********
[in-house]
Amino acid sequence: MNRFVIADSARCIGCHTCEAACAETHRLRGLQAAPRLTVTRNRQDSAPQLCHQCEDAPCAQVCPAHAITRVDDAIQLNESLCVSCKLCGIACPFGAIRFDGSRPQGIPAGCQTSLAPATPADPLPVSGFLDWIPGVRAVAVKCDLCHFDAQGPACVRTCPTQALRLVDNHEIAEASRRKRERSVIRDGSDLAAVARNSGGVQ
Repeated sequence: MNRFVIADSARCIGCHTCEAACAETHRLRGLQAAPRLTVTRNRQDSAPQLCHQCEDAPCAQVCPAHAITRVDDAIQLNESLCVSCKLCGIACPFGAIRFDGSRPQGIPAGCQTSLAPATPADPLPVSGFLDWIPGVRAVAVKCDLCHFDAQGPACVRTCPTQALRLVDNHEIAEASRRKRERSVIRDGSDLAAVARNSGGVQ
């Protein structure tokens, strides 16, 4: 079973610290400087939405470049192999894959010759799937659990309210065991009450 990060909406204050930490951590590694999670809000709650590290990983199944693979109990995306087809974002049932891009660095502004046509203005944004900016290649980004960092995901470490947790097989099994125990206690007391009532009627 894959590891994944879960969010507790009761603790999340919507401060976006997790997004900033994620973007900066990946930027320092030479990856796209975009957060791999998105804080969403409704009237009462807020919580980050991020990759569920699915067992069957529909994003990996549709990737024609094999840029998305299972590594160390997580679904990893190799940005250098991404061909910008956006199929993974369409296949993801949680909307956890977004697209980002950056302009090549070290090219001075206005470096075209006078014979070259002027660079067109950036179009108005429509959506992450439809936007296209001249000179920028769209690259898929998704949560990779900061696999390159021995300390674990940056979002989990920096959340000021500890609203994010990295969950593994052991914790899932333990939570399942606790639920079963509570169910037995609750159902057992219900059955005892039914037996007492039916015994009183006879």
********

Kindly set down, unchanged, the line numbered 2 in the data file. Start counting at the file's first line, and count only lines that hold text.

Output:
Amino acid sequence: MNRFVIADSARCIGCHTCEAACAETHRLRGLQAAPRLTVTRNRQDSAPQLCHQCEDAPCAQVCPAHAITRVDDAIQLNESLCVSCKLCGIACPFGAIRFDGSRPQGIPAGCQTSLAPATPADPLPVSGFLDWIPGVRAVAVKCDLCHFDAQGPACVRTCPTQALRLVDNHEIAEASRRKRERSVIRDGSDLAAVARNSGGVQ